University of Maryland iGEM team, co-advised by IBBR Fellow, Dr. Edward Eisenstein, brings home a gold medal for their innovative plastic waste bioremediation and degradation measurement project

Printer-friendly versionPrinter-friendly versionPDF versionPDF version

It takes about 450 years for a plastic bottle to break down in nature, but with the UMD “PETNET” team’s new technology, this time could potentially be cut to as little as 2 weeks.  The team also developed an efficient and economical system to measure degradation.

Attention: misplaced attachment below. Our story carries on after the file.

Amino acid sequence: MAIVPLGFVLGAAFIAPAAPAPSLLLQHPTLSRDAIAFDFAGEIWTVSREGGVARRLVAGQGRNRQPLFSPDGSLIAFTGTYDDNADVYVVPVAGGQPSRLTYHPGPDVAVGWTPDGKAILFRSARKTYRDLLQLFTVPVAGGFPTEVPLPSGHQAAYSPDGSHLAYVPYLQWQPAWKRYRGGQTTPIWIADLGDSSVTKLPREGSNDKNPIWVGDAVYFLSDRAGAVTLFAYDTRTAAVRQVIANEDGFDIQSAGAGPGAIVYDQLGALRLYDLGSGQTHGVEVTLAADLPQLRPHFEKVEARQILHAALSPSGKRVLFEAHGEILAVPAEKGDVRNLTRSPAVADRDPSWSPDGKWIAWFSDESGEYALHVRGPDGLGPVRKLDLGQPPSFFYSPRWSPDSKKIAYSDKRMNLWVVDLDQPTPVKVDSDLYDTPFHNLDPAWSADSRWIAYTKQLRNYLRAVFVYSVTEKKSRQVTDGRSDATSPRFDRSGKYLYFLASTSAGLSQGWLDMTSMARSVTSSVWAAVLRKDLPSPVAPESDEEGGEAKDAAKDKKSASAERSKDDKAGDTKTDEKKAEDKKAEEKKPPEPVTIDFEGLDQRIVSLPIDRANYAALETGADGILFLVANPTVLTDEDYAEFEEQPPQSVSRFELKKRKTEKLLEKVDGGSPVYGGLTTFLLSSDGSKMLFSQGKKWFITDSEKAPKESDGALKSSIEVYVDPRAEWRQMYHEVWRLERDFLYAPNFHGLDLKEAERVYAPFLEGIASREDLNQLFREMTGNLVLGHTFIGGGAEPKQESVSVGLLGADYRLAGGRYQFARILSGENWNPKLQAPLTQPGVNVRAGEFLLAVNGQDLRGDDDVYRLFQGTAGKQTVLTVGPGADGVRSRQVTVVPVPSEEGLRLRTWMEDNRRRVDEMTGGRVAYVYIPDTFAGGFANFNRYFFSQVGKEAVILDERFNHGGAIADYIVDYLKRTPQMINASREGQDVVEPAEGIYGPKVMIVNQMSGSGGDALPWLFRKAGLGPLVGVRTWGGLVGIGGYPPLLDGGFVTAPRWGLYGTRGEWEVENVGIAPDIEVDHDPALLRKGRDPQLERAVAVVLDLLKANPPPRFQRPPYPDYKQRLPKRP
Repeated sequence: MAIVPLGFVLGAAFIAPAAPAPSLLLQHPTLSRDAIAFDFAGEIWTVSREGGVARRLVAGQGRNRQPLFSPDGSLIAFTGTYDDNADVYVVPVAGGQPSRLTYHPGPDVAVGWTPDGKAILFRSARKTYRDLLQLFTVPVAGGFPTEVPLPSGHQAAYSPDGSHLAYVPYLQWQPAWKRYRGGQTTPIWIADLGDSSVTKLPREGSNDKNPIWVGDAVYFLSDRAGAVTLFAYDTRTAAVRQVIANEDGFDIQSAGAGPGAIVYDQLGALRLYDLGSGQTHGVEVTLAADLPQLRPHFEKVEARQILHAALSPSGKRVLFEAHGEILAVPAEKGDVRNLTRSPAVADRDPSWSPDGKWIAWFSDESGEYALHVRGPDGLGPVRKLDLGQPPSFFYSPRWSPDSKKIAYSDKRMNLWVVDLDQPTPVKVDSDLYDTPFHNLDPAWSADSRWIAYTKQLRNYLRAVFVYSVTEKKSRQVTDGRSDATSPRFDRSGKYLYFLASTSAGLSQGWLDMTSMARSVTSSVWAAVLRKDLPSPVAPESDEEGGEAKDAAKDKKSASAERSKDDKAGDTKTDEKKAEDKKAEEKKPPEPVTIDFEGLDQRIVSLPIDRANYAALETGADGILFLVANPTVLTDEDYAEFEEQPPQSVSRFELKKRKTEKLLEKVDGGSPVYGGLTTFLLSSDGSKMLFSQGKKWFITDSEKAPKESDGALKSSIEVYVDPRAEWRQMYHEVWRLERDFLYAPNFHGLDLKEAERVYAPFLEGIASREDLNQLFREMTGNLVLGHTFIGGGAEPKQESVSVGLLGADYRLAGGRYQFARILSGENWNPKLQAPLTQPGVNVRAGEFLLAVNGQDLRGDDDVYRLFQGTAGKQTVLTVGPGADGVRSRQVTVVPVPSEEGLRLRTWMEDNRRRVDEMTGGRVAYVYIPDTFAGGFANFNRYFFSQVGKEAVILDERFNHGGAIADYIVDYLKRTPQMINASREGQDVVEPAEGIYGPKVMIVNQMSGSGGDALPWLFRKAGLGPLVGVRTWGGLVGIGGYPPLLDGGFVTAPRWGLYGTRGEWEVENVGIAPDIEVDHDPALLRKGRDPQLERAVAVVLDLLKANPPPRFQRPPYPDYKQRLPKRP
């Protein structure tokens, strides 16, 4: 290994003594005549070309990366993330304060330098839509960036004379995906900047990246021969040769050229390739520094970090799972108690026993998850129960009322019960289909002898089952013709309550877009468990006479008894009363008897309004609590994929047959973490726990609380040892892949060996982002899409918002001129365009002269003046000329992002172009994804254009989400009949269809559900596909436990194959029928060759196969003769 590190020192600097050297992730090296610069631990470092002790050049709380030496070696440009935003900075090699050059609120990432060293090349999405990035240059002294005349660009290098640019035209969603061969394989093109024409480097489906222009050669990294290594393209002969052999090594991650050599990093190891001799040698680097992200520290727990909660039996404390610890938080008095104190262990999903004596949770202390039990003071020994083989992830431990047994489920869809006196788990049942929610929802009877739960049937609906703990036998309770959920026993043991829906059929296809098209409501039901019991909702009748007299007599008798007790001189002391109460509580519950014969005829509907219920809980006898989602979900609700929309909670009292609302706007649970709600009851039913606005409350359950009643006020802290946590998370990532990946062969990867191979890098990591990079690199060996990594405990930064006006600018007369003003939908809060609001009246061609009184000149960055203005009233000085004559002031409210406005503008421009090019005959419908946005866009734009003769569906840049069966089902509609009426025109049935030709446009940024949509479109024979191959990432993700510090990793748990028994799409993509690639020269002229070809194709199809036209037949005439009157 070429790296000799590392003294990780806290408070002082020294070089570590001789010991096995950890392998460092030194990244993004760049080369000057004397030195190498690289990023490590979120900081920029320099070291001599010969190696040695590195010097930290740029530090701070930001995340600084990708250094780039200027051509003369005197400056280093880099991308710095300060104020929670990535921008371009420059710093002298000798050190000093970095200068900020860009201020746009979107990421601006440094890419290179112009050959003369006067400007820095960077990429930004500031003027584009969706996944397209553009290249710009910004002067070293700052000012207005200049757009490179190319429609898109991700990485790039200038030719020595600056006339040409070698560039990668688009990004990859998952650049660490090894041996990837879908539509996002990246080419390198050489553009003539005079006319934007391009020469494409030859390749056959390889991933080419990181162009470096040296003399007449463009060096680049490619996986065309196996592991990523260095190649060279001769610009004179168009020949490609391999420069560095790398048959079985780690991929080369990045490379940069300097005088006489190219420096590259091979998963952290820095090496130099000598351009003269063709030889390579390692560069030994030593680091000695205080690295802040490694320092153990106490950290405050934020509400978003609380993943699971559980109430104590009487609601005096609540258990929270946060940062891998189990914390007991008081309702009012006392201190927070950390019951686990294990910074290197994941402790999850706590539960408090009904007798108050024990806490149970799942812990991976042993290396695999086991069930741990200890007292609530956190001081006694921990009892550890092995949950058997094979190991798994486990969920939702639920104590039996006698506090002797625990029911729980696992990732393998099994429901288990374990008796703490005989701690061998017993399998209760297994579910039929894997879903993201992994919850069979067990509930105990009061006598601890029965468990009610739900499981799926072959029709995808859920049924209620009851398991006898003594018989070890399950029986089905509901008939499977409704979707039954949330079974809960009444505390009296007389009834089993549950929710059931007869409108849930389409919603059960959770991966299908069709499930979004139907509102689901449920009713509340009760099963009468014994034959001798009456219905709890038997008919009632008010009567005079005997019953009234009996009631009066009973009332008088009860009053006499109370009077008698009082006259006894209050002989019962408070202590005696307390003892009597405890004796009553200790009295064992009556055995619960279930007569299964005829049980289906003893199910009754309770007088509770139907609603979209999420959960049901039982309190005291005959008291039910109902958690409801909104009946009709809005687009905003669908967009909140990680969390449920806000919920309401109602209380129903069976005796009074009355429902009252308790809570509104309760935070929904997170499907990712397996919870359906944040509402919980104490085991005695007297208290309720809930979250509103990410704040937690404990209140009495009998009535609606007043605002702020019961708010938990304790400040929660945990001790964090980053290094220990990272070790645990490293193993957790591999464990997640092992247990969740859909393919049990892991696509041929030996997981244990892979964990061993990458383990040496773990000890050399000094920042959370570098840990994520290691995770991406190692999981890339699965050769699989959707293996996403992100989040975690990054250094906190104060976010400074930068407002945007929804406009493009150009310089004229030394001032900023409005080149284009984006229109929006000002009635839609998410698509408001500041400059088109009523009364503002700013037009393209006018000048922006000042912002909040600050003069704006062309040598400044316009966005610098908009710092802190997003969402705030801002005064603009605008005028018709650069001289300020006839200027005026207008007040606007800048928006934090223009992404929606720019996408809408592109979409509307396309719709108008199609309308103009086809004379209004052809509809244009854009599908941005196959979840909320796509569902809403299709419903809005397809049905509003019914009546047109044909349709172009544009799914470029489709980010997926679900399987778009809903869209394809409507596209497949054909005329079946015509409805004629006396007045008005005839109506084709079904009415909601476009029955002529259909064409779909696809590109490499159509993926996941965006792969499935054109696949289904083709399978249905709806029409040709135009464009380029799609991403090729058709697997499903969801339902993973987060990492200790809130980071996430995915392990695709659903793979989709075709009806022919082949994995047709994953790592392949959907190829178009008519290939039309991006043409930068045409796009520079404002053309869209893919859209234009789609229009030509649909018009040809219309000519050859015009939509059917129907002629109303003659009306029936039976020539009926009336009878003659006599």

News reports and environmental advocacy group websites are filled with pleas to consumers and industry to curb the use of disposable, single-use plastics that result in massive pollution and toxicity issues for the global environment.  A team of 12 University of Maryland students, calling themselves PETNET, (after polyethylene terephthalate, or PET -- the world’s most commonly used plastic), recently earned a gold medal at this year’s International Genetically Engineered Machine (iGEM) synthetic biology competition for their scalable, plastic bioremediation approach using a “plastic-eating enzyme” and their low-cost fluorescent biosensor system to measure PET degradation.  Find the full story here.